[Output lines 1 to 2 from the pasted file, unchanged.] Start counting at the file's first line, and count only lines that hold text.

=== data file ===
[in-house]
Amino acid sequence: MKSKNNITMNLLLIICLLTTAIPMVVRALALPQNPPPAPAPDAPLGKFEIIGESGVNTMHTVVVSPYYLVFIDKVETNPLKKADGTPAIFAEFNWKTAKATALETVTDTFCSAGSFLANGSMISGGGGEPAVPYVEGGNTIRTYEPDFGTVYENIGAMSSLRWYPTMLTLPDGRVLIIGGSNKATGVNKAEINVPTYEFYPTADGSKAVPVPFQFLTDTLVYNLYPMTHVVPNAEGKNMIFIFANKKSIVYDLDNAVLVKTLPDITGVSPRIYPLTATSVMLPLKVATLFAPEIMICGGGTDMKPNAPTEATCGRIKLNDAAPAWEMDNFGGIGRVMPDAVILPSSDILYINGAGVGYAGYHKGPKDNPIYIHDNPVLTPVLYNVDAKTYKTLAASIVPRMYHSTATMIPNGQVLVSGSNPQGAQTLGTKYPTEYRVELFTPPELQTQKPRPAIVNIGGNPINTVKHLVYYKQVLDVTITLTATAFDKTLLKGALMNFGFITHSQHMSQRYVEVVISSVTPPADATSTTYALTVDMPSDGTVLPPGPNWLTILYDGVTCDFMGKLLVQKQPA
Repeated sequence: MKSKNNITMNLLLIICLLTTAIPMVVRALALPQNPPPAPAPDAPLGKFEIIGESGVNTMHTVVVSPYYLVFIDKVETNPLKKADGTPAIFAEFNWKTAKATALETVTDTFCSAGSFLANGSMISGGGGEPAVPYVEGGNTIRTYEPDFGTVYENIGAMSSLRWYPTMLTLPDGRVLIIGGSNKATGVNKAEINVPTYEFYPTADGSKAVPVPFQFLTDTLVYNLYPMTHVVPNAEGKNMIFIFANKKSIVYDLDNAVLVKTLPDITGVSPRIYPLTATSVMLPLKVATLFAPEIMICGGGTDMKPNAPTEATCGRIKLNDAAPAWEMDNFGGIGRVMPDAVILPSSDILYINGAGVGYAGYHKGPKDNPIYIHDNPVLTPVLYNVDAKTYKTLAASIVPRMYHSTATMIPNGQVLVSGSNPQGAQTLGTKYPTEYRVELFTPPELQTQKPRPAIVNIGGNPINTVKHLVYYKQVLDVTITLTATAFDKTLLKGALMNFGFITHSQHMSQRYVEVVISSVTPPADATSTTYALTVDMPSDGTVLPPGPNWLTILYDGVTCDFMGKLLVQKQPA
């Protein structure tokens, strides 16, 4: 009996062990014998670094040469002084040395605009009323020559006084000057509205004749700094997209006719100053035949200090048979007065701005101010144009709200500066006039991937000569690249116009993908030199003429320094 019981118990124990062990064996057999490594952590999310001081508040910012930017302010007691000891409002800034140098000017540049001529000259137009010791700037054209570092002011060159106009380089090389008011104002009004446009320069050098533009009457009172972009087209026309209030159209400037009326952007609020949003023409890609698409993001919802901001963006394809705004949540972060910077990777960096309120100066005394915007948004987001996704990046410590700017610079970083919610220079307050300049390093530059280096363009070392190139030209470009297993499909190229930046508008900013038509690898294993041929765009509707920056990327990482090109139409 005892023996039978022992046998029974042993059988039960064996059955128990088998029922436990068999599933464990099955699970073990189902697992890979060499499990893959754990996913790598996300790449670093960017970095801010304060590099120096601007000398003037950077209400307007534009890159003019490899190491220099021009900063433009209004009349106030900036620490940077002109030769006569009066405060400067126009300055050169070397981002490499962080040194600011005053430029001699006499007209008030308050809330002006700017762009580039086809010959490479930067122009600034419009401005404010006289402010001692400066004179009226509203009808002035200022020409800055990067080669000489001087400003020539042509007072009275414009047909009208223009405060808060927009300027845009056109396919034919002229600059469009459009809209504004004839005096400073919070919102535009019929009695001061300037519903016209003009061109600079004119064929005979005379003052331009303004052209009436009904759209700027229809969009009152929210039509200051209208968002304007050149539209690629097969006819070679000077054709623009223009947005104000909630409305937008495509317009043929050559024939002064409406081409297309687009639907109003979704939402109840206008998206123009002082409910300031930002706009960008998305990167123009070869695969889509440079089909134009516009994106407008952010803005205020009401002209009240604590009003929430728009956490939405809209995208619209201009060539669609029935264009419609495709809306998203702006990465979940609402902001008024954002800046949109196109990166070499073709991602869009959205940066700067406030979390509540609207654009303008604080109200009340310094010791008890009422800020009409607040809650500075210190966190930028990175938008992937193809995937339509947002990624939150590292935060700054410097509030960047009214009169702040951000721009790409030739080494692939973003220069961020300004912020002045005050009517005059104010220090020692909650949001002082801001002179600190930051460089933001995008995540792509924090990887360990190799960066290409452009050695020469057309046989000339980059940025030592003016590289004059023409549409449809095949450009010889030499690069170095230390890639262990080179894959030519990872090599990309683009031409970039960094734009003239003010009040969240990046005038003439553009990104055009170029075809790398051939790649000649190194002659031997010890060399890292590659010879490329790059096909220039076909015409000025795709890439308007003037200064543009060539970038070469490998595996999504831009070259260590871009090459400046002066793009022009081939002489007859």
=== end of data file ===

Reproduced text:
[in-house]
Amino acid sequence: MKSKNNITMNLLLIICLLTTAIPMVVRALALPQNPPPAPAPDAPLGKFEIIGESGVNTMHTVVVSPYYLVFIDKVETNPLKKADGTPAIFAEFNWKTAKATALETVTDTFCSAGSFLANGSMISGGGGEPAVPYVEGGNTIRTYEPDFGTVYENIGAMSSLRWYPTMLTLPDGRVLIIGGSNKATGVNKAEINVPTYEFYPTADGSKAVPVPFQFLTDTLVYNLYPMTHVVPNAEGKNMIFIFANKKSIVYDLDNAVLVKTLPDITGVSPRIYPLTATSVMLPLKVATLFAPEIMICGGGTDMKPNAPTEATCGRIKLNDAAPAWEMDNFGGIGRVMPDAVILPSSDILYINGAGVGYAGYHKGPKDNPIYIHDNPVLTPVLYNVDAKTYKTLAASIVPRMYHSTATMIPNGQVLVSGSNPQGAQTLGTKYPTEYRVELFTPPELQTQKPRPAIVNIGGNPINTVKHLVYYKQVLDVTITLTATAFDKTLLKGALMNFGFITHSQHMSQRYVEVVISSVTPPADATSTTYALTVDMPSDGTVLPPGPNWLTILYDGVTCDFMGKLLVQKQPA